July 15, 2017
On July 4, the Korean Ministry of Food and Drug Safety (MFDS) announced it will revise the warning label on Propecia and its generic versions to include depression and suicidal ideation.
The move by South Korea’s equivalent of the US Food and Drug Administration came just six weeks after the UK’s FDA equivalent, the Medicines and Healthcare Products Regulatory Agency (MHRA), warned that finasteride has been linked to depression and suicidal ideation.
The MFDS action was prompted by a report from finasteride manufacturer MSD Korea Ltd., a subsidiary of Merck & Co., containing approximately 835 adverse drug reactions (ADRs) to finasteride, including erectile dysfunction, among Korean citizens.
MFDS records show that, from 2013 through 2016, the ministry received 1,351 finasteride ADRs within the Korean population, about 35 percent of which were reported by local medical facilities. (English translation here.)
In all, the revised warning will be added to 142 products, made by 98 pharmaceutical companies, all of which contain finasteride.
The revised label reads:
“Mood swings including gloomy mood, depression and suicidal thoughts were reported by patients taking 1mg of finasteride. Please be sure to observe patients for psychological symptoms. If any of the above symptoms occur, stop finasteride treatment and consult a medical provider.”
The agency’s action was widely reported throughout South Korea. According to the country’s largest news service, Yonhap News Agency:
“Propecia was released in the Korean market in 2000. When its patent expired in 2008, several generic drugs were also released in the market… Korean doctors tend to prescribe Monad (JW Shinyak) and Finated (Hanmi Pharm Co.) most among the generic versions of finasteride.”
Other news outlets carrying the story included:
- MK Daily: The Food and Drug Administration announced on Tuesday that it has decided to add a warning on the label of Propecia, a drug for treating hair loss and prostatitis, that depression and suicidal thoughts may appear after administration.
- YTN: Propecia, which is commonly used as a treatment for male hair loss, is expected to include warnings for depression and suicidal thoughts.
- Social Responsibility Times: Propecia, which is commonly used as a treatment for male hair loss, is expected to include warnings of depression and suicidal thoughts.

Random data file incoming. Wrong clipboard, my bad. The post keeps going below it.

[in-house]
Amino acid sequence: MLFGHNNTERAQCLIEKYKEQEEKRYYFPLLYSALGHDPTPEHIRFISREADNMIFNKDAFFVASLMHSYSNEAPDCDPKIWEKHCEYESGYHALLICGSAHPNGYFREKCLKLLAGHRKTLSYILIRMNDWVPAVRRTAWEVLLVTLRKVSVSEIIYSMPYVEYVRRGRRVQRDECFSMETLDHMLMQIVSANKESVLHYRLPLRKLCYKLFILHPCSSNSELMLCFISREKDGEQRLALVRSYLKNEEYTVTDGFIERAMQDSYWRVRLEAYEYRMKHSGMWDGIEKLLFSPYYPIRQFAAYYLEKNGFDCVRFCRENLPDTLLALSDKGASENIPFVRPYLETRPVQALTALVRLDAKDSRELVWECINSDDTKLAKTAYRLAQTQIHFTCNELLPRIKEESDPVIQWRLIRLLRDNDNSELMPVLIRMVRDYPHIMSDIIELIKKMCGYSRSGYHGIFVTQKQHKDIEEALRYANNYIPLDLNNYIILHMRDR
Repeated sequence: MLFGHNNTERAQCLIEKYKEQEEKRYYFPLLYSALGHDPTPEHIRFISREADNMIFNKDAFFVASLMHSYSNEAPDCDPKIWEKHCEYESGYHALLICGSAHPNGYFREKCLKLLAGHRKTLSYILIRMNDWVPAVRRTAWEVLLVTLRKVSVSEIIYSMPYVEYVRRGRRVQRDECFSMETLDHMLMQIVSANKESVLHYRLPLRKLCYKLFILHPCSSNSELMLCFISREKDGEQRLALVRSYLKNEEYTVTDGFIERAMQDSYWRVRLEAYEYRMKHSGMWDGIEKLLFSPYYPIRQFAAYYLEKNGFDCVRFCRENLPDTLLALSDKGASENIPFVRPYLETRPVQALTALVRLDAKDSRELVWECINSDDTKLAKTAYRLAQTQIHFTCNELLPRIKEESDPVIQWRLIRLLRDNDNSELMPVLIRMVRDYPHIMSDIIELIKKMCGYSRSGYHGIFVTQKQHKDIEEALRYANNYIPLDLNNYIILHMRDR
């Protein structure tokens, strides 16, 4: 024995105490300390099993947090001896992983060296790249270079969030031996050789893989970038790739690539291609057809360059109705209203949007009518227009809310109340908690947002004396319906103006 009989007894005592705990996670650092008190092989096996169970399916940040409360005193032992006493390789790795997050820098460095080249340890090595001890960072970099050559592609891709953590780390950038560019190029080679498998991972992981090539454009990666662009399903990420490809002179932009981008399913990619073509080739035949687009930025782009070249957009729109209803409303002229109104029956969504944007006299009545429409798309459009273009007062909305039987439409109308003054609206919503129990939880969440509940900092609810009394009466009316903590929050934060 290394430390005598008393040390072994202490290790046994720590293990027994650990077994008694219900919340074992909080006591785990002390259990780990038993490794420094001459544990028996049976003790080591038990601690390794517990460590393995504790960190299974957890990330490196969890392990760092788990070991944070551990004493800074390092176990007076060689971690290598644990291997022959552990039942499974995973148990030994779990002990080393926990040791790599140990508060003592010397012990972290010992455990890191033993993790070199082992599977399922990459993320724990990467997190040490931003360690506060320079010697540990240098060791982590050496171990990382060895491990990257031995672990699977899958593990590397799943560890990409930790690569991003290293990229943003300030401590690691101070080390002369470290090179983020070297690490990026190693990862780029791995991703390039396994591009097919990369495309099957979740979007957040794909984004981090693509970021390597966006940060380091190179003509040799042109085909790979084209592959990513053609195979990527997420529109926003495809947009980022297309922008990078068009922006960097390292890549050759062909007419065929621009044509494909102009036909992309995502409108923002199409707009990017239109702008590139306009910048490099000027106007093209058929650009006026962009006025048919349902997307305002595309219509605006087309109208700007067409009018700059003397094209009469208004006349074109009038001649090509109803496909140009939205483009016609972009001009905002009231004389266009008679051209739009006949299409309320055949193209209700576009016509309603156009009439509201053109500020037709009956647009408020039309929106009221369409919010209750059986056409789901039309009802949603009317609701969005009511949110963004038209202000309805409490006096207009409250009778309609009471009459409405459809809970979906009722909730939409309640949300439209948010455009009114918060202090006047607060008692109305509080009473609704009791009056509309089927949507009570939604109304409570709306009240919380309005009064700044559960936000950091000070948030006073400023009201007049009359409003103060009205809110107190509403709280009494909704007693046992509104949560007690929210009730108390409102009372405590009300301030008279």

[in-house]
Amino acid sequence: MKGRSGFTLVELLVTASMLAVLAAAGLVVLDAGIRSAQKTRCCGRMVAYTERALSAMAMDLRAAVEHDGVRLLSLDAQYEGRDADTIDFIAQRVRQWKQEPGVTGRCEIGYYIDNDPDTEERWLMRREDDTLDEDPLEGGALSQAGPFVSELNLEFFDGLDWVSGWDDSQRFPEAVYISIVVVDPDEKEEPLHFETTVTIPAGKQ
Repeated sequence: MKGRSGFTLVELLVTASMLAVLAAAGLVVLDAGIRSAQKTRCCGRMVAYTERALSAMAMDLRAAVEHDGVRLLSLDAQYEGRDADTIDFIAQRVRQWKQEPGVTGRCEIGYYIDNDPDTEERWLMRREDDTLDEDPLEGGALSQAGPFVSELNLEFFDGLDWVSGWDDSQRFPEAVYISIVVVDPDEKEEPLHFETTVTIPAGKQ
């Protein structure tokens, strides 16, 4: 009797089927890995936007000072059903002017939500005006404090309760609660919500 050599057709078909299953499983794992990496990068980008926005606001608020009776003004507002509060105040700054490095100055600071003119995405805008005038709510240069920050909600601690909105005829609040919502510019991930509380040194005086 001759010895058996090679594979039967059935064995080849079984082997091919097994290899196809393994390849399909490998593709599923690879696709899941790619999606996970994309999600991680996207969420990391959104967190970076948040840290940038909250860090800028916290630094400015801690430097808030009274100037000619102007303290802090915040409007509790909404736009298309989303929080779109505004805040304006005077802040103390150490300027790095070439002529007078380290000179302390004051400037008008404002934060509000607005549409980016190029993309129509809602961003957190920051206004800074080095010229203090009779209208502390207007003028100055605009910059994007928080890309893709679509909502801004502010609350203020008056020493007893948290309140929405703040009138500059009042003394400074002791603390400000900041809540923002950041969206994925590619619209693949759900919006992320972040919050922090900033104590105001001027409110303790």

- Busan News: The Korea Food and Drug Administration has issued a warning that the use of finasteride-based hair loss treatment…may lead to depression and suicidal thoughts.
- Korea Biomedical Review: The Ministry of Food and Drug Safety announced plans Tuesday to revise warning labels of 142 items, which include finasteride, commonly used in treatment for male hair loss, to indicate depressive and suicidal thoughts.
Additionally, Korea Biomedical Review ran a follow-up story headlined Korea one of the first countries to issue warnings on finasteride, which quoted the PFS Foundation on a number of key points:
“If you look at all the nations on earth, some 195 have yet to warn their citizens of the full risks posed by finasteride,” said Philip Roberts.
“Of the nearly 1,000 PFS patients we have spoken to around the world over the past five years, virtually every single one has said if he had been aware of all the potential side effects, he never would have taken it,” added Roberts.
To help ease the many burdens of PFS, the foundation last year launched a Patient Support Program that connects patients with fellow patients and their family members worldwide. As part of that program, we are able to connect family members of PFS patients who have taken their own lives with other family members dealing with the same tragedy.
We’ve also been steadily building our list of doctors who see PFS patients and have volunteered to help counsel them on remaining stable. At present, there are 48 such medical professionals on that list, which can be found on our Medical Professionals page.
Meanwhile, we’d like to remind all PFS patients and/or their loved ones who have not yet done so to report their symptoms to the FDA’s MedWatch program as directed here.
Those living outside the United States should also access the WHO’s Collaborating Centre for International Drug Monitoring list of pharmacovigilance agencies and report to their respective health agency.